My own experience confirms the arbitrary nature of the drone killing. Last October I met a 16-year-old kid from Waziristan named Tariq Aziz. He wanted to know what he could do to stop the Americans from raining death on his family. Three days later the CIA announced that it had eliminated “four militants.” In truth, Tariq had been driving his 12-year-old cousin to their aunt’s house when they were both blown into very small pieces. This was just 24 hours after the CIA boasted that six other militants had been killed—it turned out that they were four chromite workers who had been minding their own business until a local informant apparently tagged their car with a GPS monitor and lied about who they were to earn his fee.
The CIA insists that it has not killed an innocent civilian in Pakistan for well over a year while eliminating hundreds of terrorists. People who know better sneer at this, including Jeffrey Addicott, a former special adviser to the U.S. Army special forces. At best, Addicott wrote, we should expect three innocent deaths for every two “bad guys. In the trade, this is called the ‘Oops’ factor.”
And even that may be overly optimistic: independent data suggest that U.S. drones have killed hundreds of women and children. That should be no surprise, since the CIA is using the same forms of intelligence that landed 779 people in Guantánamo Bay, more than 80 percent of whom were subsequently shown not to be terrible terrorists. The intel the agency relies on is purchased by offering bounties to people who would sell their own grandmothers for half the price.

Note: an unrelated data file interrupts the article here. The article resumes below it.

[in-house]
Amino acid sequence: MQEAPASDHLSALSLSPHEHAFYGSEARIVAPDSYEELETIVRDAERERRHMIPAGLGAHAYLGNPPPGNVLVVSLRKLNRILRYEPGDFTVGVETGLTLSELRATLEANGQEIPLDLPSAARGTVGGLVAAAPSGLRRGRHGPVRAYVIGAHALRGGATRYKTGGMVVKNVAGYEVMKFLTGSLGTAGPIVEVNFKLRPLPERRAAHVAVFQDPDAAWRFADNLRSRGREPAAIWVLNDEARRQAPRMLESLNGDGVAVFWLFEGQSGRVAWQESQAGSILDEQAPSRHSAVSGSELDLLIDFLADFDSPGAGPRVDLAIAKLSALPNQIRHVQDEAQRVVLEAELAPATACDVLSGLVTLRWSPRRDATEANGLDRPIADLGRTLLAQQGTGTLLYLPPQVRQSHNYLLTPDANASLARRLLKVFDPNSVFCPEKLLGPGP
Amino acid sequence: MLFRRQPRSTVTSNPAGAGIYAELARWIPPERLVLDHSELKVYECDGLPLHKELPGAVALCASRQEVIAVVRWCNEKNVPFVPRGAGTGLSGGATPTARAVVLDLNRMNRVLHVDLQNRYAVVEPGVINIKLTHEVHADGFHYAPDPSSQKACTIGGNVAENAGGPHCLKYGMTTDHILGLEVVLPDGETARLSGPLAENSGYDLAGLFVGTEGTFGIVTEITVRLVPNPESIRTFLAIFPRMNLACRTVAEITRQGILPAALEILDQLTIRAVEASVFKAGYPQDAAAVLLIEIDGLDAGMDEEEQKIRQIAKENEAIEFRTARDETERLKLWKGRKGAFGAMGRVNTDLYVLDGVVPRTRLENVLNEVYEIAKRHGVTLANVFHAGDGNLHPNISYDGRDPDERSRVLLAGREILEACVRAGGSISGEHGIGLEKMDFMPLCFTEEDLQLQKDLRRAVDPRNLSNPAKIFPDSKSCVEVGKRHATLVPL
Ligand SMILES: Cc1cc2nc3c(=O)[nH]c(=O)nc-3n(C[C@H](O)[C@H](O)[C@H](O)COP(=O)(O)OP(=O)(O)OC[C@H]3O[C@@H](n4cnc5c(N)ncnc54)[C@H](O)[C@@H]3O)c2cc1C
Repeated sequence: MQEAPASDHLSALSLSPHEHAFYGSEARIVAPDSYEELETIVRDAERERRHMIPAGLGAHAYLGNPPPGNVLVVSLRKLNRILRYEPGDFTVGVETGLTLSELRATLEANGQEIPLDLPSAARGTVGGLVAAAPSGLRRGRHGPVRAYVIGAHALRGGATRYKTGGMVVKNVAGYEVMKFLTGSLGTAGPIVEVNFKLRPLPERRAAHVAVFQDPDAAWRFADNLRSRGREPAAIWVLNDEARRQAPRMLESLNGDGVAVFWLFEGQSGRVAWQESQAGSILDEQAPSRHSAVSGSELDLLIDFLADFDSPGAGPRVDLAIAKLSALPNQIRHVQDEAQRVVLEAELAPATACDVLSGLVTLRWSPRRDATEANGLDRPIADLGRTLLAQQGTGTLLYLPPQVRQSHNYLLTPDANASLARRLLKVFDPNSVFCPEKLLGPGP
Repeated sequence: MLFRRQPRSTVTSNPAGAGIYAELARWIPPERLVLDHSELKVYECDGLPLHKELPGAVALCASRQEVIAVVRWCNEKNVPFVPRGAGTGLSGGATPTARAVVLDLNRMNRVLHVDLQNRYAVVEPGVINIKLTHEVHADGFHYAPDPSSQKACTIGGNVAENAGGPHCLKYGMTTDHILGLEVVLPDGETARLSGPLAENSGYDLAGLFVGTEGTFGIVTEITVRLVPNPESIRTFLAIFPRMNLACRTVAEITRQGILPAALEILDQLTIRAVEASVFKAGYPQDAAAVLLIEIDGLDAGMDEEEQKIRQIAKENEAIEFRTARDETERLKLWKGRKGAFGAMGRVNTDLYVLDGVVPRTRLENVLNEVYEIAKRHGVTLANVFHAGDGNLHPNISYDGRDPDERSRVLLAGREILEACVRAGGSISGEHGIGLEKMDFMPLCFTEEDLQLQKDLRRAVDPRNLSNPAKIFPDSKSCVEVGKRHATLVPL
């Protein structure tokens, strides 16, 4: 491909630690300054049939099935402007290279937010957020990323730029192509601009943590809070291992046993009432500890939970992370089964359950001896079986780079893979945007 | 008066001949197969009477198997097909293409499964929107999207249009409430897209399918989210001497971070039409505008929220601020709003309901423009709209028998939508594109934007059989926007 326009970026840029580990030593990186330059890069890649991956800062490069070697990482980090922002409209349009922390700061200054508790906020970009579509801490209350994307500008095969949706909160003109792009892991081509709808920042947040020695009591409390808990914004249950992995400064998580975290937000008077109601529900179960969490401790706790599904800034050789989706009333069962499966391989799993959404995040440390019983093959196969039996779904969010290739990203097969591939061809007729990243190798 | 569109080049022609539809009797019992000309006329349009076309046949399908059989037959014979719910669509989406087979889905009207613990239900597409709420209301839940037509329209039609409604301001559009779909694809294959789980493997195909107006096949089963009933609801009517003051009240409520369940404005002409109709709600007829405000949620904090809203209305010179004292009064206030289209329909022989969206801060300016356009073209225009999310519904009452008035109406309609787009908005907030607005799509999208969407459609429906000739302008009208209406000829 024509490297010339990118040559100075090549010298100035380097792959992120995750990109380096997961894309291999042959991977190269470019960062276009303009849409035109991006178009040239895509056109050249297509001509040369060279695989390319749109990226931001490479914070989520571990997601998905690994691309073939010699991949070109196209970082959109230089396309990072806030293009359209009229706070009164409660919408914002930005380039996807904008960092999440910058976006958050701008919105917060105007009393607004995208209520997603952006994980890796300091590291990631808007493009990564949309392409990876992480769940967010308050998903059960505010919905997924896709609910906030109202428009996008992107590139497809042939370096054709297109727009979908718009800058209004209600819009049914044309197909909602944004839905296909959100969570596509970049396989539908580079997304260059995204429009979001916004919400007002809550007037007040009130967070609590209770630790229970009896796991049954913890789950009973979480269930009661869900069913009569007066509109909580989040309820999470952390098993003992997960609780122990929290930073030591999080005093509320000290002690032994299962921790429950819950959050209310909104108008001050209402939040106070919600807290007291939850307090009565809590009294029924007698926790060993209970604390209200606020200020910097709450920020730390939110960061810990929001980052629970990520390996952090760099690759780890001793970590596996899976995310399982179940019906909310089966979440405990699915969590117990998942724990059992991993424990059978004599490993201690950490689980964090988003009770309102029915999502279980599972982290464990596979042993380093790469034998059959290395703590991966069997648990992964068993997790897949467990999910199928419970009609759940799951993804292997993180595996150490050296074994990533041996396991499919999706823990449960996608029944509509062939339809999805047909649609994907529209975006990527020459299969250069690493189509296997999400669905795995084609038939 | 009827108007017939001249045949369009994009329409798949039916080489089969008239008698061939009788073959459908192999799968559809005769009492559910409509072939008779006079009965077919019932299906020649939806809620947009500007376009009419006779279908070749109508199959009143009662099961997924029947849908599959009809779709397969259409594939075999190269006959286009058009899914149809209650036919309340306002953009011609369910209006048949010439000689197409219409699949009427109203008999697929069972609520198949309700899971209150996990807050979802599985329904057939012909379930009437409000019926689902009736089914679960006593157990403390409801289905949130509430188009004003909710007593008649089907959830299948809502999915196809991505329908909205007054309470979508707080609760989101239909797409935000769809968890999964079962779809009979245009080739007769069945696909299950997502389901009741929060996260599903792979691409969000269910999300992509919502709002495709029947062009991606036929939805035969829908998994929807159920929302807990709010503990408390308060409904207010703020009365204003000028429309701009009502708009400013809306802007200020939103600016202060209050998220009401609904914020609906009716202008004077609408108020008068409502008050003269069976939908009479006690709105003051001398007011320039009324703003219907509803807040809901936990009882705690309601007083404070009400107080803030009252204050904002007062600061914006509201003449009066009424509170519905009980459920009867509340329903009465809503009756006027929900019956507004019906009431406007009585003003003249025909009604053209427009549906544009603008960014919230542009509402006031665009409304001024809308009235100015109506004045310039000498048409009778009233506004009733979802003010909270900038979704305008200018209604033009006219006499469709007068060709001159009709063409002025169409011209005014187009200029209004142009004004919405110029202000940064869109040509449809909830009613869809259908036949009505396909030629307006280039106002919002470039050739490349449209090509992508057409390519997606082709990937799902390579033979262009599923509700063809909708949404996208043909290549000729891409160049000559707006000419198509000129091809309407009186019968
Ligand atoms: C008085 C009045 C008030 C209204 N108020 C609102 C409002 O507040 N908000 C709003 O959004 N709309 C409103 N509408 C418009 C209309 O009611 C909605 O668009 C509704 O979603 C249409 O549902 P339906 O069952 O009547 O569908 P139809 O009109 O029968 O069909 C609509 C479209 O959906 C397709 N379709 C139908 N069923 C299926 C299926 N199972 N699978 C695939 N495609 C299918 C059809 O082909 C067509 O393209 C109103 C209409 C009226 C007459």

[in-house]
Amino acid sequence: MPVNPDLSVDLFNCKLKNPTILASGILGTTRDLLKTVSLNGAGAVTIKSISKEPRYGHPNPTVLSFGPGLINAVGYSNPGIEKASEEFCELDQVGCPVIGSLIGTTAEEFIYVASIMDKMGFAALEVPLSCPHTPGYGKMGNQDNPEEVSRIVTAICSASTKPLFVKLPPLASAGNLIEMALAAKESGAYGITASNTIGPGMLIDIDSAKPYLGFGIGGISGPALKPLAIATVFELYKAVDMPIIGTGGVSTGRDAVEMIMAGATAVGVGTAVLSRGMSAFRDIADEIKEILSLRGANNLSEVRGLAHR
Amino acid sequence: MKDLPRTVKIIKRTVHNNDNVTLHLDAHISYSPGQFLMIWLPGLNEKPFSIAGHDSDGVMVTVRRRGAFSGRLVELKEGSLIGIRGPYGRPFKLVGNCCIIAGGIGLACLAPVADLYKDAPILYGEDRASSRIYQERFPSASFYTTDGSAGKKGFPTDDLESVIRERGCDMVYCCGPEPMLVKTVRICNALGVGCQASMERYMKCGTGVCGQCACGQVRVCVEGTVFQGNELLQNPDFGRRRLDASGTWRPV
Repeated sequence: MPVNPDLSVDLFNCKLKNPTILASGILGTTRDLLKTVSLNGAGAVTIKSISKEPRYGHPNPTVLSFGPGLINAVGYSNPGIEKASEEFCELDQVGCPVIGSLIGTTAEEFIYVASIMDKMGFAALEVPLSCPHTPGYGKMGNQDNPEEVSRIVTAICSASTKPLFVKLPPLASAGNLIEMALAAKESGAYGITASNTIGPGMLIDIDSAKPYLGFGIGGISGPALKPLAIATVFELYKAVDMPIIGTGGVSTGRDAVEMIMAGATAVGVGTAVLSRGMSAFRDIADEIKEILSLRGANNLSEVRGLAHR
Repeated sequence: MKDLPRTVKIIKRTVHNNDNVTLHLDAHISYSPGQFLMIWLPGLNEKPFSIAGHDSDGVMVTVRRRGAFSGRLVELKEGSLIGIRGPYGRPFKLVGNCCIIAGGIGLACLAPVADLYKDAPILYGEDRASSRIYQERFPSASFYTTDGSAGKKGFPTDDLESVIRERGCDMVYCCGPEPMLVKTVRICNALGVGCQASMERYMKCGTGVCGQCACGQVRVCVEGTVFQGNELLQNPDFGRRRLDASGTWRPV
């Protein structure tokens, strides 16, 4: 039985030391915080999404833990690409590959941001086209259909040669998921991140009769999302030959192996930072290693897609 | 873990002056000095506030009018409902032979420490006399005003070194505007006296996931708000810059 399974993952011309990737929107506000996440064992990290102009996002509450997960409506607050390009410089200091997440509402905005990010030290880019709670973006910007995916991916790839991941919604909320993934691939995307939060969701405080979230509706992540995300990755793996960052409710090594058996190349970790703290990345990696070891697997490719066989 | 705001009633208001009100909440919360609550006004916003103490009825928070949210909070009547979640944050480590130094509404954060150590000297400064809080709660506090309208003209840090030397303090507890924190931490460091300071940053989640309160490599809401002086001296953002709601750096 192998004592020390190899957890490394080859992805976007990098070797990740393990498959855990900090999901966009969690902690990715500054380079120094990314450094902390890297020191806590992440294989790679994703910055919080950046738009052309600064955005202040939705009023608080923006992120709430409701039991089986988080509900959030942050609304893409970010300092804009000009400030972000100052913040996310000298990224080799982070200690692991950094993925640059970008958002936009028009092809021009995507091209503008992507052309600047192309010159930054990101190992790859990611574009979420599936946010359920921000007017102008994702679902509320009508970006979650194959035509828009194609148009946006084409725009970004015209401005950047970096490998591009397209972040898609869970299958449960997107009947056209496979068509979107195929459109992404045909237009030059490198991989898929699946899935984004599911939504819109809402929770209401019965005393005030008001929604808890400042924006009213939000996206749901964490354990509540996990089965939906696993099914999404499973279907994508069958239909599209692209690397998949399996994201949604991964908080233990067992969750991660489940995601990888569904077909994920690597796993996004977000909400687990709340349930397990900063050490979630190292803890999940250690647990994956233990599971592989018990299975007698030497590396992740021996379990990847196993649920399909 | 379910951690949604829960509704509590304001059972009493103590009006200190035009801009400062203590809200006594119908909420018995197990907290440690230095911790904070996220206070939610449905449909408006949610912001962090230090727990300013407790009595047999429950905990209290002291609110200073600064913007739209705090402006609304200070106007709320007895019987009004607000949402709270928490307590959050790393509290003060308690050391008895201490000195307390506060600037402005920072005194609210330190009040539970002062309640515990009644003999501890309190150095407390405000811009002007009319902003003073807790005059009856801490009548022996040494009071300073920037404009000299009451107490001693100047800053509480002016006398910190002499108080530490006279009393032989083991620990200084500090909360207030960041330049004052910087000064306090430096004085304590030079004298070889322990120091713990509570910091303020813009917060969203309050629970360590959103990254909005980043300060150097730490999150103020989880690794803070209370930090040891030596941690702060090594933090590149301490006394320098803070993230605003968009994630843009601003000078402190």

It’s been a very fast descent into the drone age. Shortly before Sept. 11, then–CIA director George Tenet said it would be “a terrible mistake” to use a weapon like the Predator. It would be illegal, for one thing, and would lose the battle for hearts and minds. At the time, the U.S. condemned Israel’s policy of assassinating Palestinians.
But that was then, and this is now. Only eight years later, Tenet’s successor, Leon Panetta, described the drones as “the only game in town.” In 2001 the Pentagon had 50 weaponized drones; today it has more than 19,000. Assassination remains illegal under U.S. law for the time being, so it’s called “targeted killing” instead.